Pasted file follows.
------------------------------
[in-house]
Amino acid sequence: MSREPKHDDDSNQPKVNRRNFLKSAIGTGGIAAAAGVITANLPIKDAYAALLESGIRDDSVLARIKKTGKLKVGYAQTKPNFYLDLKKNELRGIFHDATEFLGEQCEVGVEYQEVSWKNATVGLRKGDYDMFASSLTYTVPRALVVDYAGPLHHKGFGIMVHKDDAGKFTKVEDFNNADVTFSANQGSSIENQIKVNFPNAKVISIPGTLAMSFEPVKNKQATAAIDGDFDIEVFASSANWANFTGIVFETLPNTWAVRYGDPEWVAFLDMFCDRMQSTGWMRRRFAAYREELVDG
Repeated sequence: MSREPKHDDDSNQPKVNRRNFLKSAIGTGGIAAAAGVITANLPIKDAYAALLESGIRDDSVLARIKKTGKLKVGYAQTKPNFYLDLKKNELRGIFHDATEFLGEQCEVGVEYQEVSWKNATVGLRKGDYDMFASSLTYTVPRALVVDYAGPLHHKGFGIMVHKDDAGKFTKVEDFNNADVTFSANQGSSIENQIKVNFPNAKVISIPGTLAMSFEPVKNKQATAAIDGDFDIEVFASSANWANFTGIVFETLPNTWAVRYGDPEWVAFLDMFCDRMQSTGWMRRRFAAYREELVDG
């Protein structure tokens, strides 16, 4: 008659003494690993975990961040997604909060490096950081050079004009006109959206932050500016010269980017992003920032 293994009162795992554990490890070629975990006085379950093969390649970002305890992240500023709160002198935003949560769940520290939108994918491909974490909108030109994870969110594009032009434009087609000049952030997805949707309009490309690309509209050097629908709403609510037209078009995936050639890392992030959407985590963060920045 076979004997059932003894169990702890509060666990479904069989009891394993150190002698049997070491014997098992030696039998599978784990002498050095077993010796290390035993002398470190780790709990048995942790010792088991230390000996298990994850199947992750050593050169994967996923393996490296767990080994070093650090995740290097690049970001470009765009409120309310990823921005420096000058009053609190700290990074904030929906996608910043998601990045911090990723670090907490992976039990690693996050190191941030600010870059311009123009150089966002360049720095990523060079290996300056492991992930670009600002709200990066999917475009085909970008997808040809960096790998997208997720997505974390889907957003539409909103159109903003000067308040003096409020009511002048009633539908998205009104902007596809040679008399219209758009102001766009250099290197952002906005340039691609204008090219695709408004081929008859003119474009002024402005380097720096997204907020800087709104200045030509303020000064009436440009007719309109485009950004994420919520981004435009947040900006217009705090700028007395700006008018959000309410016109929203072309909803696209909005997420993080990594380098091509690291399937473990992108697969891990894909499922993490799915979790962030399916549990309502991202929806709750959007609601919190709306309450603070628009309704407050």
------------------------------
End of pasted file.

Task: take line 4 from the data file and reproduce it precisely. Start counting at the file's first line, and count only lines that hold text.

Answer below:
């Protein structure tokens, strides 16, 4: 008659003494690993975990961040997604909060490096950081050079004009006109959206932050500016010269980017992003920032 293994009162795992554990490890070629975990006085379950093969390649970002305890992240500023709160002198935003949560769940520290939108994918491909974490909108030109994870969110594009032009434009087609000049952030997805949707309009490309690309509209050097629908709403609510037209078009995936050639890392992030959407985590963060920045 076979004997059932003894169990702890509060666990479904069989009891394993150190002698049997070491014997098992030696039998599978784990002498050095077993010796290390035993002398470190780790709990048995942790010792088991230390000996298990994850199947992750050593050169994967996923393996490296767990080994070093650090995740290097690049970001470009765009409120309310990823921005420096000058009053609190700290990074904030929906996608910043998601990045911090990723670090907490992976039990690693996050190191941030600010870059311009123009150089966002360049720095990523060079290996300056492991992930670009600002709200990066999917475009085909970008997808040809960096790998997208997720997505974390889907957003539409909103159109903003000067308040003096409020009511002048009633539908998205009104902007596809040679008399219209758009102001766009250099290197952002906005340039691609204008090219695709408004081929008859003119474009002024402005380097720096997204907020800087709104200045030509303020000064009436440009007719309109485009950004994420919520981004435009947040900006217009705090700028007395700006008018959000309410016109929203072309909803696209909005997420993080990594380098091509690291399937473990992108697969891990894909499922993490799915979790962030399916549990309502991202929806709750959007609601919190709306309450603070628009309704407050």